Survey of Admissions to Residential and Nursing Home Care: 18 Month Follow-Up

Bebbington, Andrew and Brown, Pamela and Darton, Robin and Miles, Kathryn and Netten, Ann (1998) Survey of Admissions to Residential and Nursing Home Care: 18 Month Follow-Up. Personal Social Services Research Unit (The full text of this publication is not available from this repository)

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Abstract

<h3>Introduction</h3><p><p><p>This report presents results from the second follow-up of individuals included in the 1995 PSSRU Survey of Admissions to<p><p>Residential and Nursing Homes. This survey included 2544 people over 65 who were admitted from 18 local authorities during the autumn of 1995, as long-stay, local authority supported residents of residential or nursing homes. The follow-ups concern the survival, location, health (dependency) and funding of the original sample. Information is for the most part provided by home managers, though people leaving homes to live elsewhere have also been followed up. <p><p><p>The first follow-up was at 6 months, and the second, to which this report relates, was at 18 months. Further follow-ups will be made at 30 and 42 months, at which stages it will be possible to develop more fully some of the issues considered in this report. <p><p><p>Chapter 2 outlines the methodology and describes the location at 18 months, length of stay in residential/nursing homes, and changes in the dependency of survivors. Chapter 3 describes people who had been discharged and were known to be living outside homes between 6 and 18 months after admission. Chapter 4 analyses the pattern of mortality up to 18 months, and develops a model which enables survival to be predicted from circumstances at admission. <p><p><h3>Findings</h3><p><p><p>Chapter 2 reports:<p><p><p><li>42 per cent of the cases for whom information on location was known at 18 months were still in the same type of bed as on admission (31 per cent of those originally admitted to a nursing bed and 50 per cent of those originally admitted to a residential bed).</li><p><p><p><li>49 per cent of the cases for whom information on location was known at 18 months had died. Excluding those who died after being discharged, 46 per cent died. This included 60 per cent of those originally admitted to a nursing bed and 35 per cent of those originally admitted to a residential bed.</li><p><p><p><li>Of those who left within 18 months, 95 per cent of those admitted to nursing beds and 80 per cent of those admitted to residential beds had died. The average length of stay had been 159 days and 203 days respectively.</li><p><p><p><li>Levels of dependency on admission among those who were in a nursing bed at the 18 month follow-up were substantially greater than the corresponding dependency among those who were in a residential bed.</li><p><p><p><li>Individuals who returned to a private household were more likely to have been living with others prior to admission. (Chapter 3 reports that they were also likely to have had accommodation problems.) They had below average levels of dependency on admission, particularly with regard to confusion.</li><p><p><p><li>At 18 months, levels of dependency among those remaining in residential or nursing home care tended to be greater than on admission, particularly for physical dependency. Dependency had increased more among those admitted to a residential bed than among those admitted to a nursing bed.</li> <p><p><p>Chapter 3 reports: <p><p><p><li>The number of discharges (excluding discharges shortly prior to death) is small, and the discharge rate reduces through time though people are still being discharged up to 18 months.</li><p><p><p><li>Only 16 people had returned to a private household by 6 months and were still living there a year later.</li><p><p><p><li>There was a very low rate of discharge among people admitted from London boroughs.</li><p><p><p><li>Those re-admitted to residential or nursing home after being discharged tended to be the older and more solitary rather than the more dependent.</li><p><p><p><li>Social services departments were providing very considerable domiciliary support to three- quarters of those people who had returned to living in private households.</li><p><p><p><li>So far there is little evidence of misplacement. Few people are discharged (other than briefly) and of those, there is usually an obvious change of circumstances. </li> <p><p><p>Chapter 4 reports: <p><p><p><li>The median survival among those admitted to a nursing bed is 12.4 months (± 0.8 months), and is expected to be about 24 months for those admitted to residential care.</li><p><p><p><li>Mortality rates are high initially, specially in nursing homes, but after about four months settle to around 3.6% per month for those admitted to a nursing bed and 2.3% per month for those admitted to residential care. There is a noteworthy second effect in mortality rates.</li><p><p><p><li>The factors at admission that significantly raise subsequent mortality are, in order of their significance: having a malignancy (cancer), having a low Barthel score (high dependency), old age, being a man, being admitted to a nursing home, being admitted from a hospital, having a respiratory illness, being diagnosed as clinically depressed.</li>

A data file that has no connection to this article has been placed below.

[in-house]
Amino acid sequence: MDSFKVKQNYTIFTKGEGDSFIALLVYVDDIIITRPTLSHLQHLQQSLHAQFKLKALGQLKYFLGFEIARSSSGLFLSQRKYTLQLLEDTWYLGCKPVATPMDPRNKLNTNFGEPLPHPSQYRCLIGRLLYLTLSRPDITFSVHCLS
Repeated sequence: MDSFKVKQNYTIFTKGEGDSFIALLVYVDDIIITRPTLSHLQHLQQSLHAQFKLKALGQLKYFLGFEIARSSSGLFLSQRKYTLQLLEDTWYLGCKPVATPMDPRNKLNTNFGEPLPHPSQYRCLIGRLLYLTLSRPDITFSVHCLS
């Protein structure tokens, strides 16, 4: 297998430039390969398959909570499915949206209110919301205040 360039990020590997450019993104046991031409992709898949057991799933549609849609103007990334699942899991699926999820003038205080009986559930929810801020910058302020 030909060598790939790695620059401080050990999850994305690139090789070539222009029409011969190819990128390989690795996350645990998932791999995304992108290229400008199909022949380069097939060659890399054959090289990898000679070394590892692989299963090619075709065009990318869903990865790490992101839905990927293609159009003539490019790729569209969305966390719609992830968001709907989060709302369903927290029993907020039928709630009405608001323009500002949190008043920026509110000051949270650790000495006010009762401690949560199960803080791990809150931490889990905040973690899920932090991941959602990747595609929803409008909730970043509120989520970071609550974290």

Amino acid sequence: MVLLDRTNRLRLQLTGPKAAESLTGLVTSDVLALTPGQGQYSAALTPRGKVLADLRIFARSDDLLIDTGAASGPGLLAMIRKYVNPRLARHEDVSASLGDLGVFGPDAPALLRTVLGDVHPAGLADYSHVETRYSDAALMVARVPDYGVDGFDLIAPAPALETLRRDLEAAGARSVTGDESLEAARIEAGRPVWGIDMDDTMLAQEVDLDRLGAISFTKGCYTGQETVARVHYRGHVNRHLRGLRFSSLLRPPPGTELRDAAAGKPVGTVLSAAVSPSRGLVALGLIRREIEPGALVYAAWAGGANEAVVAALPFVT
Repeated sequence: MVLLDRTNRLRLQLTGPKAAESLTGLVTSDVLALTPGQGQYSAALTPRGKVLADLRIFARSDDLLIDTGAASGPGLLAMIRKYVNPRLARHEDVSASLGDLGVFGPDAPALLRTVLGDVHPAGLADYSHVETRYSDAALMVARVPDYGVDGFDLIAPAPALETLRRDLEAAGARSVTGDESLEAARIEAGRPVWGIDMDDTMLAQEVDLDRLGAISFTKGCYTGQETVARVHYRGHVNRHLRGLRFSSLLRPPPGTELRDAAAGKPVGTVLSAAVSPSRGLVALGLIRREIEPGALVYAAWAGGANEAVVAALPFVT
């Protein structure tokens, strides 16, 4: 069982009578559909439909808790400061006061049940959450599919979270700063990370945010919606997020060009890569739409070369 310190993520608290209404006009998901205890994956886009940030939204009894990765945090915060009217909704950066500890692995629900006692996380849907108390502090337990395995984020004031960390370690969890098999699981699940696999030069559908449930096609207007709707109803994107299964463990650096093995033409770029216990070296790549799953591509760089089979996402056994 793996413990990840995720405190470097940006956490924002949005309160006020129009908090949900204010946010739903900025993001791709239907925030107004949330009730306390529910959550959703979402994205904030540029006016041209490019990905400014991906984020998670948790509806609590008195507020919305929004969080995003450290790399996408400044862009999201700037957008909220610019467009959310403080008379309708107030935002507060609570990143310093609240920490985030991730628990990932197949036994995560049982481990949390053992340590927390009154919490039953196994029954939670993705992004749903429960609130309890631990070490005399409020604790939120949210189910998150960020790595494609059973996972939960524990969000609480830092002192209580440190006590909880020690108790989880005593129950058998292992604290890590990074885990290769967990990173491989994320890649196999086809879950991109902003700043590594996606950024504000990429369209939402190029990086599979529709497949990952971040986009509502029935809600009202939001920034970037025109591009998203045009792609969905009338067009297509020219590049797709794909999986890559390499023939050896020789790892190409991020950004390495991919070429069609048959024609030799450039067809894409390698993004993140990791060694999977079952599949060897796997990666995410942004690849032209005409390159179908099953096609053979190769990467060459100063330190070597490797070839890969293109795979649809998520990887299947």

Item Type: Research report (external)
Divisions: Faculties > Social Sciences > School of Social Policy Sociology and Social Research > Personal Social Services Research Unit
Depositing User: Rosalyn Bass
Date Deposited: 20 May 2011 14:20
Last Modified: 13 May 2014 10:10
Resource URI: http://kar.kent.ac.uk/id/eprint/27181 (The current URI for this page, for reference purposes)
ORCiD (Bebbington, Andrew):
ORCiD (Brown, Pamela):
ORCiD (Darton, Robin):
ORCiD (Miles, Kathryn):
ORCiD (Netten, Ann):
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